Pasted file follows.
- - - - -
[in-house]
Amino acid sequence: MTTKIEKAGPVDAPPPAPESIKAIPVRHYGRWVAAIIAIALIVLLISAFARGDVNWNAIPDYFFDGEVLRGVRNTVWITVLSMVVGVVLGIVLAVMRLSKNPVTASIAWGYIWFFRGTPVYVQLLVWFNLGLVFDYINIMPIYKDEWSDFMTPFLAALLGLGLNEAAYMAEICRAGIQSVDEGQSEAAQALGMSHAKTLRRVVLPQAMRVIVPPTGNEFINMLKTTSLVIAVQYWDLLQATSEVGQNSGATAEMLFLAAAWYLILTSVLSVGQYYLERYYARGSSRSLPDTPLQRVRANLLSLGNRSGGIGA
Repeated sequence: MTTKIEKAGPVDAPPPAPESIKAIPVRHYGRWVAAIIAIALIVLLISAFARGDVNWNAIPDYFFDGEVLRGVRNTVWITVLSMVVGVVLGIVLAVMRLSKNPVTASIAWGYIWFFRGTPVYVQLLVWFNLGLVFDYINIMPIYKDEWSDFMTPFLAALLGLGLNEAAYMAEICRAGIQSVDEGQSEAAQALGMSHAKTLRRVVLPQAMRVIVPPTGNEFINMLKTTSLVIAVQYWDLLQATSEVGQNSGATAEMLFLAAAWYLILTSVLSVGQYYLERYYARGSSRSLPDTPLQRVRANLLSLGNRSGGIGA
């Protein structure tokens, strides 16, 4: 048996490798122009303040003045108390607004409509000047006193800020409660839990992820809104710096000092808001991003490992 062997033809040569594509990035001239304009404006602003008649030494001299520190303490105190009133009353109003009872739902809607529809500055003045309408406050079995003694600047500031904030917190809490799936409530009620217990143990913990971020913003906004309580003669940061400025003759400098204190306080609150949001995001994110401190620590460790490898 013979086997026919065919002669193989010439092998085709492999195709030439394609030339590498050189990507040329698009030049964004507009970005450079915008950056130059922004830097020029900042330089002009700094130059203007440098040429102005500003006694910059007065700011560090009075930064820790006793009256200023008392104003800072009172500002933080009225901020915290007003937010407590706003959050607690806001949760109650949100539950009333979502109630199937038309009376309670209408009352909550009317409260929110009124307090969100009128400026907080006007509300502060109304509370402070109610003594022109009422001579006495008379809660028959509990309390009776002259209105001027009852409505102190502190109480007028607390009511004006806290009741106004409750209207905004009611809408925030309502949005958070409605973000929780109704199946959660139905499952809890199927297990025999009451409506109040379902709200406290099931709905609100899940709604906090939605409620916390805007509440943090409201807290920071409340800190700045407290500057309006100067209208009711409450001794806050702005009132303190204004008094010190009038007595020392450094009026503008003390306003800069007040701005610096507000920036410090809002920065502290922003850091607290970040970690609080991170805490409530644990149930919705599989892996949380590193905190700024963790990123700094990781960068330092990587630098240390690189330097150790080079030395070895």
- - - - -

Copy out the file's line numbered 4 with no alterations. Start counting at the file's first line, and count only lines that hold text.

């Protein structure tokens, strides 16, 4: 048996490798122009303040003045108390607004409509000047006193800020409660839990992820809104710096000092808001991003490992 062997033809040569594509990035001239304009404006602003008649030494001299520190303490105190009133009353109003009872739902809607529809500055003045309408406050079995003694600047500031904030917190809490799936409530009620217990143990913990971020913003906004309580003669940061400025003759400098204190306080609150949001995001994110401190620590460790490898 013979086997026919065919002669193989010439092998085709492999195709030439394609030339590498050189990507040329698009030049964004507009970005450079915008950056130059922004830097020029900042330089002009700094130059203007440098040429102005500003006694910059007065700011560090009075930064820790006793009256200023008392104003800072009172500002933080009225901020915290007003937010407590706003959050607690806001949760109650949100539950009333979502109630199937038309009376309670209408009352909550009317409260929110009124307090969100009128400026907080006007509300502060109304509370402070109610003594022109009422001579006495008379809660028959509990309390009776002259209105001027009852409505102190502190109480007028607390009511004006806290009741106004409750209207905004009611809408925030309502949005958070409605973000929780109704199946959660139905499952809890199927297990025999009451409506109040379902709200406290099931709905609100899940709604906090939605409620916390805007509440943090409201807290920071409340800190700045407290500057309006100067209208009711409450001794806050702005009132303190204004008094010190009038007595020392450094009026503008003390306003800069007040701005610096507000920036410090809002920065502290922003850091607290970040970690609080991170805490409530644990149930919705599989892996949380590193905190700024963790990123700094990781960068330092990587630098240390690189330097150790080079030395070895």